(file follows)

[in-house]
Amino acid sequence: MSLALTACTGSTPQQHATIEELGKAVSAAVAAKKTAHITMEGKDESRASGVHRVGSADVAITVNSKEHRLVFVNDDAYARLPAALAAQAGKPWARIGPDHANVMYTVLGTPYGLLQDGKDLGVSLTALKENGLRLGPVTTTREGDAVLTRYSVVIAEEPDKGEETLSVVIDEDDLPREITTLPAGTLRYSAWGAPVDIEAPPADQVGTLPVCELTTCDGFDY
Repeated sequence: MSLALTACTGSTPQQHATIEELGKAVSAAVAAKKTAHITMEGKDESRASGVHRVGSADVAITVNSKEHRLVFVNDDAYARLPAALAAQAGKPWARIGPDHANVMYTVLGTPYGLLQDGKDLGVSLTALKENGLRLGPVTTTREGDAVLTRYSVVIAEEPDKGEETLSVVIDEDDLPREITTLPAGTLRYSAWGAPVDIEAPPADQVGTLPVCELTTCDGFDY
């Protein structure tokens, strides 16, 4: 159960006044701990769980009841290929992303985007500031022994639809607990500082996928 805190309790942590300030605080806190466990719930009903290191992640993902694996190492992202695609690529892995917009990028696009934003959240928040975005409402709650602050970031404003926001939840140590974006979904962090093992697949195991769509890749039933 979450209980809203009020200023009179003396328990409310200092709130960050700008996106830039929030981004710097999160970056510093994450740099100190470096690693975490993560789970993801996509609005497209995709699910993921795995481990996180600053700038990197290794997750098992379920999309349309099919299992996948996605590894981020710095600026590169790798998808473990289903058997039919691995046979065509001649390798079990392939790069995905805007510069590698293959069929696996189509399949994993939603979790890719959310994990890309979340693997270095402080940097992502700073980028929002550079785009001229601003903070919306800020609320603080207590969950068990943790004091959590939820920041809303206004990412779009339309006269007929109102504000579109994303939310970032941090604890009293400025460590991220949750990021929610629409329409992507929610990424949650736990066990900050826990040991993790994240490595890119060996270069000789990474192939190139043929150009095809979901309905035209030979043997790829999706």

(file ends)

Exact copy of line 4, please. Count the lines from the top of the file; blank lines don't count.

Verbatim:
């Protein structure tokens, strides 16, 4: 159960006044701990769980009841290929992303985007500031022994639809607990500082996928 805190309790942590300030605080806190466990719930009903290191992640993902694996190492992202695609690529892995917009990028696009934003959240928040975005409402709650602050970031404003926001939840140590974006979904962090093992697949195991769509890749039933 979450209980809203009020200023009179003396328990409310200092709130960050700008996106830039929030981004710097999160970056510093994450740099100190470096690693975490993560789970993801996509609005497209995709699910993921795995481990996180600053700038990197290794997750098992379920999309349309099919299992996948996605590894981020710095600026590169790798998808473990289903058997039919691995046979065509001649390798079990392939790069995905805007510069590698293959069929696996189509399949994993939603979790890719959310994990890309979340693997270095402080940097992502700073980028929002550079785009001229601003903070919306800020609320603080207590969950068990943790004091959590939820920041809303206004990412779009339309006269007929109102504000579109994303939310970032941090604890009293400025460590991220949750990021929610629409329409992507929610990424949650736990066990900050826990040991993790994240490595890119060996270069000789990474192939190139043929150009095809979901309905035209030979043997790829999706």